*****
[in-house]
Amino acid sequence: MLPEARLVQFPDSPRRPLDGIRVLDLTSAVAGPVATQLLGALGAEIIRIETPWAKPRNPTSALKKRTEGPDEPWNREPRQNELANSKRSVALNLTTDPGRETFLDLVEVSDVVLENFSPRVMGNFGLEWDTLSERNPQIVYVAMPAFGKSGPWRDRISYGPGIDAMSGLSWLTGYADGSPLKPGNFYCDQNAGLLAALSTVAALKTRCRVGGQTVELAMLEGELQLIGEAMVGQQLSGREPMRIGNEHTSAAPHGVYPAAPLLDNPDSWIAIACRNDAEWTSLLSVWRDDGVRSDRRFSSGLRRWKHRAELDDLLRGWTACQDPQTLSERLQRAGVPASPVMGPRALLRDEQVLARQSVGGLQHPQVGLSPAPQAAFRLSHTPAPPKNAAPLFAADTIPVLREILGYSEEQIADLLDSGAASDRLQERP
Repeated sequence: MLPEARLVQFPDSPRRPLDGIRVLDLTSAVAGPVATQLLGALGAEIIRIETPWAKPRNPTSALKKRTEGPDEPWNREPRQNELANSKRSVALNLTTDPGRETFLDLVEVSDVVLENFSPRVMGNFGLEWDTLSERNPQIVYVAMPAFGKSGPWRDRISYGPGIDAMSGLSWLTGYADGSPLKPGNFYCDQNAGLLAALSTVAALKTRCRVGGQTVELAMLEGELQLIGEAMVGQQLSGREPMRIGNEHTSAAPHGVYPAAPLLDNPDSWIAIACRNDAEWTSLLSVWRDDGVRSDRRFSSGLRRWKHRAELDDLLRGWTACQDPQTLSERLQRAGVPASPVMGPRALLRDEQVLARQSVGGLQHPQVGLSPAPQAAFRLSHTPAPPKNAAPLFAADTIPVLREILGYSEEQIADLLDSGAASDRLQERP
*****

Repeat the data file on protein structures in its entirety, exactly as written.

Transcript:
[in-house]
Amino acid sequence: MLPEARLVQFPDSPRRPLDGIRVLDLTSAVAGPVATQLLGALGAEIIRIETPWAKPRNPTSALKKRTEGPDEPWNREPRQNELANSKRSVALNLTTDPGRETFLDLVEVSDVVLENFSPRVMGNFGLEWDTLSERNPQIVYVAMPAFGKSGPWRDRISYGPGIDAMSGLSWLTGYADGSPLKPGNFYCDQNAGLLAALSTVAALKTRCRVGGQTVELAMLEGELQLIGEAMVGQQLSGREPMRIGNEHTSAAPHGVYPAAPLLDNPDSWIAIACRNDAEWTSLLSVWRDDGVRSDRRFSSGLRRWKHRAELDDLLRGWTACQDPQTLSERLQRAGVPASPVMGPRALLRDEQVLARQSVGGLQHPQVGLSPAPQAAFRLSHTPAPPKNAAPLFAADTIPVLREILGYSEEQIADLLDSGAASDRLQERP
Repeated sequence: MLPEARLVQFPDSPRRPLDGIRVLDLTSAVAGPVATQLLGALGAEIIRIETPWAKPRNPTSALKKRTEGPDEPWNREPRQNELANSKRSVALNLTTDPGRETFLDLVEVSDVVLENFSPRVMGNFGLEWDTLSERNPQIVYVAMPAFGKSGPWRDRISYGPGIDAMSGLSWLTGYADGSPLKPGNFYCDQNAGLLAALSTVAALKTRCRVGGQTVELAMLEGELQLIGEAMVGQQLSGREPMRIGNEHTSAAPHGVYPAAPLLDNPDSWIAIACRNDAEWTSLLSVWRDDGVRSDRRFSSGLRRWKHRAELDDLLRGWTACQDPQTLSERLQRAGVPASPVMGPRALLRDEQVLARQSVGGLQHPQVGLSPAPQAAFRLSHTPAPPKNAAPLFAADTIPVLREILGYSEEQIADLLDSGAASDRLQERP